It has been 20 years since his contentious Supreme Court confirmation hearings, but Robert H. Bork, it seems, is back.
Somehow, the 80-year-old conservative judge, author and intellectual has managed to land in the spotlight several times this month. On June 7, the tort reform crusader who has derided the 'lottery-like windfalls' in civil lawsuits, filed a $1 million lawsuit of his own against the Yale Club of New York City after he slipped and fell while stepping up to a club lectern to deliver a speech....And today, from 9 a.m. to 7 p.m. EDT, Bork was feted by the Federalist Society. The event, attended by about 200 people at $100 a head, included speakers such as Reagan Attorney General Edwin Meese and University of California at Berkeley professor John Yoo.
The mood was jovial.
Bork's current affairs were officially ignored by most speakers, but attendees -- a dark suit and pantyhose bunch -- couldn't help whispering about the latest adventures of the man whose name has become, as Meese put it, "a noun, a verb and an adjective." Federalist Society president Eugene Meyer joked that he'd had a passing worry the guest of honor might be wary of speaking in ballrooms for fear of his past injury rate. When George Priest, who took over Bork's antitrust class at Yale Law School, admitted that Bork routinely said horrible things about Yale, and "has now added the Yale Club" to his list, he got a muted chuckle from a clearly uncomfortable crowd. How do you respond, exactly, when your hero has seemingly committed public hypocrisy by embracing the civil lawsuits he once opposed?...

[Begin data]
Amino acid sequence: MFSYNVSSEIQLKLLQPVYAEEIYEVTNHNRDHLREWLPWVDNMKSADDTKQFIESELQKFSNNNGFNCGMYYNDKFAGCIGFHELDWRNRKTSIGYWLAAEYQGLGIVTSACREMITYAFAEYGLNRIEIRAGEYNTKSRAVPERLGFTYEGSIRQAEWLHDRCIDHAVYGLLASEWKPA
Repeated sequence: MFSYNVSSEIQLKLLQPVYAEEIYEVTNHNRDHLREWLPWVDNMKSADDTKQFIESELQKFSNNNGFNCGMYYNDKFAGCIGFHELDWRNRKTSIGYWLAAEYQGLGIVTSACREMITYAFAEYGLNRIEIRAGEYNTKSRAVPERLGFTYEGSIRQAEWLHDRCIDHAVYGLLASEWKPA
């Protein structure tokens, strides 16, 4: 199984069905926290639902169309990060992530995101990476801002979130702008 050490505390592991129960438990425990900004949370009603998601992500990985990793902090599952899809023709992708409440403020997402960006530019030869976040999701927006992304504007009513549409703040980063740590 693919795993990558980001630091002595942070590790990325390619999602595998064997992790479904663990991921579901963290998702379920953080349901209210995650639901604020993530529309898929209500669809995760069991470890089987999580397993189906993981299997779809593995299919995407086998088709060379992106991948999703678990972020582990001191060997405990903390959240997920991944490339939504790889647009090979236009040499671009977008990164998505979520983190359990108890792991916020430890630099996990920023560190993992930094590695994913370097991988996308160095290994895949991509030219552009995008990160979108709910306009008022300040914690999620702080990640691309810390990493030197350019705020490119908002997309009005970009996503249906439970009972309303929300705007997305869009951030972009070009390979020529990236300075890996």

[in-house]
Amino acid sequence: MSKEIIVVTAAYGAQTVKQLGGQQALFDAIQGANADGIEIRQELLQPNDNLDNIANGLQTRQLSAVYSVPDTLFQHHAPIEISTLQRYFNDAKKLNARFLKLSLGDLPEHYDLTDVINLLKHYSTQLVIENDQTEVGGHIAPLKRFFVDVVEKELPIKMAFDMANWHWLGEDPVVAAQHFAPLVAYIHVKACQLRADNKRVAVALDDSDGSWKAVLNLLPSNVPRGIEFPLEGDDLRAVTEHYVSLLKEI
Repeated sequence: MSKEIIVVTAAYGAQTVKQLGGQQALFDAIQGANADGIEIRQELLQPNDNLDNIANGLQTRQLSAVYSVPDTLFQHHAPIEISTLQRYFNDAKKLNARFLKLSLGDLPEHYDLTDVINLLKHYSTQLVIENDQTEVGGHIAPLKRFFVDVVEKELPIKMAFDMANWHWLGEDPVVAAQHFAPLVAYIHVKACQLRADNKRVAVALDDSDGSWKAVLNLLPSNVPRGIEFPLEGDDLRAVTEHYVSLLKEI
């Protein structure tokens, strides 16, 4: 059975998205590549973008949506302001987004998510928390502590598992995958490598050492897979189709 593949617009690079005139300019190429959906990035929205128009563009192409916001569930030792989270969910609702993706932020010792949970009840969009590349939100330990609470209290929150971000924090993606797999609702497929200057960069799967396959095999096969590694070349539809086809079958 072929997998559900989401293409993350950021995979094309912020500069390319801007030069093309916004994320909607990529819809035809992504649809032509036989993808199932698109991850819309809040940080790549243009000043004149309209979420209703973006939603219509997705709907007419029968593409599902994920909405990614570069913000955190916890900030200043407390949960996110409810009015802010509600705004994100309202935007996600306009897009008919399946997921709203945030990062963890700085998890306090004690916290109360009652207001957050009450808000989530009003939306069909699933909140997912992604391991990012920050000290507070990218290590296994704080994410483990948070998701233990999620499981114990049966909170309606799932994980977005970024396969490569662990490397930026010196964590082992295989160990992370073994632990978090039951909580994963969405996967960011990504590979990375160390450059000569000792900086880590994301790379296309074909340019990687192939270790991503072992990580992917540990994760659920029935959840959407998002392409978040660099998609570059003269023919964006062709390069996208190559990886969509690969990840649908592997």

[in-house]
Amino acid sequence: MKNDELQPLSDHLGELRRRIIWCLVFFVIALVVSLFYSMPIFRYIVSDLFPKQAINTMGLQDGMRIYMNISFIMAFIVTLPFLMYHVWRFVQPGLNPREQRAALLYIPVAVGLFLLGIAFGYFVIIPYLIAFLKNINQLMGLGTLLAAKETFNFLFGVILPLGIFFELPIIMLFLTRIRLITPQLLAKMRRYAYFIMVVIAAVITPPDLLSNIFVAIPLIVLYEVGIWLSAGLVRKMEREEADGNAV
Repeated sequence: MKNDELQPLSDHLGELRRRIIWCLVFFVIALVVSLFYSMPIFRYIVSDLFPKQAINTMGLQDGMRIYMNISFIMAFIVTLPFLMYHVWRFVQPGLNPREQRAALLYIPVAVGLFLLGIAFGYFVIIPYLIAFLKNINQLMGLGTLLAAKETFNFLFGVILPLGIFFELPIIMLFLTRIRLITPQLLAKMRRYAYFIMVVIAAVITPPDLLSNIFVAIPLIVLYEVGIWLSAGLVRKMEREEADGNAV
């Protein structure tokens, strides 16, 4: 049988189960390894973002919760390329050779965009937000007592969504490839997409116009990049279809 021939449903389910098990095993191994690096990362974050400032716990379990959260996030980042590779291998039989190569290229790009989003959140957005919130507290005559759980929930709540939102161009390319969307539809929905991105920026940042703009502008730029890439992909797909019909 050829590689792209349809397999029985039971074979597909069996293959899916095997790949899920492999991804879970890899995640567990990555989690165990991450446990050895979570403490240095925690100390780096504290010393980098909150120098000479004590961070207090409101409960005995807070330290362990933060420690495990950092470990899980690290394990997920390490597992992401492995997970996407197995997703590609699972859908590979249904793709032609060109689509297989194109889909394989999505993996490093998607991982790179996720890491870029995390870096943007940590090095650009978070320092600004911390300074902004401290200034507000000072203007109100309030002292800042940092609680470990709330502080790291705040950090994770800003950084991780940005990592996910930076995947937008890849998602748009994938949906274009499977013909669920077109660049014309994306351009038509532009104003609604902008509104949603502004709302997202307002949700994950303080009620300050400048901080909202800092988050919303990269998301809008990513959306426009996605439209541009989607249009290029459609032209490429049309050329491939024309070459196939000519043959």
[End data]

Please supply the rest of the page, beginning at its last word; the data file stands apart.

"Bork was savaged because he was honest," said Jonathan Turley of George Washington Law School. "His hearings were refreshingly truthful, direct and substantive," the opposite, as he sees it, of the "contentless" confirmation of John Roberts, who Turley described as looking as though he were "raised hydroponically in the basement of the White House."
To say that recent confirmation hearings have been a disingenuous travesty (witness recent Supreme Court decisions) is not to say that on the merits, Bork should have been confirmed...unless your worldview is that of the Federalist Society.